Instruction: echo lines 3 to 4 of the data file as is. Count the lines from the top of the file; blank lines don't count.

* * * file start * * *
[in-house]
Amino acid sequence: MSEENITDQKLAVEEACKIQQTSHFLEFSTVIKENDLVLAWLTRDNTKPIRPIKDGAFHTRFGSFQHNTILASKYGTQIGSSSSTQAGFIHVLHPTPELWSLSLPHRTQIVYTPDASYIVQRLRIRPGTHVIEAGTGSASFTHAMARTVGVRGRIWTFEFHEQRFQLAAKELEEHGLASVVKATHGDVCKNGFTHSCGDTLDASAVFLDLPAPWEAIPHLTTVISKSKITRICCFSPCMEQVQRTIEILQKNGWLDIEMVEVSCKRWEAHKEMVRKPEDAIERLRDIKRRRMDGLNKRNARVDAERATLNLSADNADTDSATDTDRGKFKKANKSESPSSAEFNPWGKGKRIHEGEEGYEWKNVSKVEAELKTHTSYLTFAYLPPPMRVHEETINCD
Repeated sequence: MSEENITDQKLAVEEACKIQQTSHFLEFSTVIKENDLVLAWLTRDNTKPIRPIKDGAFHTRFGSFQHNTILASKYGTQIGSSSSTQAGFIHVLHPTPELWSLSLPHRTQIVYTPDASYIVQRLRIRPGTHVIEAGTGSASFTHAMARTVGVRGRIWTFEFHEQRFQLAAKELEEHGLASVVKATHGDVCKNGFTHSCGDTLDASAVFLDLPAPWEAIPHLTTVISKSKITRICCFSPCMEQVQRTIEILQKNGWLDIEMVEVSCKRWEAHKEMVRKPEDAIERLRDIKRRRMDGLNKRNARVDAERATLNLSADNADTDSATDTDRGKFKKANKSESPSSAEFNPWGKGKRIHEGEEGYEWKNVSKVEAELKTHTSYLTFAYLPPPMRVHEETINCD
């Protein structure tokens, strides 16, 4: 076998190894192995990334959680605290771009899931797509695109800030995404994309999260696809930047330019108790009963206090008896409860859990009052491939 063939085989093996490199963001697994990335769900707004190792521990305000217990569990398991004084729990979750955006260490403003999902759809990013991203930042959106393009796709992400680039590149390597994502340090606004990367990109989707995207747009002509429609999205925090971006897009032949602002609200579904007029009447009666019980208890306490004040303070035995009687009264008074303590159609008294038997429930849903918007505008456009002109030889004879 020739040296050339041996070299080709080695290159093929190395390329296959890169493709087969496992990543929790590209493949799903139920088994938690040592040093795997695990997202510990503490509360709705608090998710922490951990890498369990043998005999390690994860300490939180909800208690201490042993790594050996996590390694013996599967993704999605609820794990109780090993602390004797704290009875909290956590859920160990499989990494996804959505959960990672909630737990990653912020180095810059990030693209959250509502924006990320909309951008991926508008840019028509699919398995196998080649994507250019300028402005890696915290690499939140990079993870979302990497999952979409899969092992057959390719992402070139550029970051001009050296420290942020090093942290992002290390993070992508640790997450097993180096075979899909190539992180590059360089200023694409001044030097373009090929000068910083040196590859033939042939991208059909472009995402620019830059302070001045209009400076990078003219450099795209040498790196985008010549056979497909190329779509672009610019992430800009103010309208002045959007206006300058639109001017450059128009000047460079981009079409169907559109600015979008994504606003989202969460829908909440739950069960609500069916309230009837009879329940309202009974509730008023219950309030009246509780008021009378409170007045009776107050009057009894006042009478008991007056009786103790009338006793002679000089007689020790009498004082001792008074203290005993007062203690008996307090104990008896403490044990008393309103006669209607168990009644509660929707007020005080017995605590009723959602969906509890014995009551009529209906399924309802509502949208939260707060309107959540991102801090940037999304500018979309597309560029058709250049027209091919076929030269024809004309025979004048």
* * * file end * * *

Repeated sequence: MSEENITDQKLAVEEACKIQQTSHFLEFSTVIKENDLVLAWLTRDNTKPIRPIKDGAFHTRFGSFQHNTILASKYGTQIGSSSSTQAGFIHVLHPTPELWSLSLPHRTQIVYTPDASYIVQRLRIRPGTHVIEAGTGSASFTHAMARTVGVRGRIWTFEFHEQRFQLAAKELEEHGLASVVKATHGDVCKNGFTHSCGDTLDASAVFLDLPAPWEAIPHLTTVISKSKITRICCFSPCMEQVQRTIEILQKNGWLDIEMVEVSCKRWEAHKEMVRKPEDAIERLRDIKRRRMDGLNKRNARVDAERATLNLSADNADTDSATDTDRGKFKKANKSESPSSAEFNPWGKGKRIHEGEEGYEWKNVSKVEAELKTHTSYLTFAYLPPPMRVHEETINCD
């Protein structure tokens, strides 16, 4: 076998190894192995990334959680605290771009899931797509695109800030995404994309999260696809930047330019108790009963206090008896409860859990009052491939 063939085989093996490199963001697994990335769900707004190792521990305000217990569990398991004084729990979750955006260490403003999902759809990013991203930042959106393009796709992400680039590149390597994502340090606004990367990109989707995207747009002509429609999205925090971006897009032949602002609200579904007029009447009666019980208890306490004040303070035995009687009264008074303590159609008294038997429930849903918007505008456009002109030889004879 020739040296050339041996070299080709080695290159093929190395390329296959890169493709087969496992990543929790590209493949799903139920088994938690040592040093795997695990997202510990503490509360709705608090998710922490951990890498369990043998005999390690994860300490939180909800208690201490042993790594050996996590390694013996599967993704999605609820794990109780090993602390004797704290009875909290956590859920160990499989990494996804959505959960990672909630737990990653912020180095810059990030693209959250509502924006990320909309951008991926508008840019028509699919398995196998080649994507250019300028402005890696915290690499939140990079993870979302990497999952979409899969092992057959390719992402070139550029970051001009050296420290942020090093942290992002290390993070992508640790997450097993180096075979899909190539992180590059360089200023694409001044030097373009090929000068910083040196590859033939042939991208059909472009995402620019830059302070001045209009400076990078003219450099795209040498790196985008010549056979497909190329779509672009610019992430800009103010309208002045959007206006300058639109001017450059128009000047460079981009079409169907559109600015979008994504606003989202969460829908909440739950069960609500069916309230009837009879329940309202009974509730008023219950309030009246509780008021009378409170007045009776107050009057009894006042009478008991007056009786103790009338006793002679000089007689020790009498004082001792008074203290005993007062203690008996307090104990008896403490044990008393309103006669209607168990009644509660929707007020005080017995605590009723959602969906509890014995009551009529209906399924309802509502949208939260707060309107959540991102801090940037999304500018979309597309560029058709250049027209091919076929030269024809004309025979004048």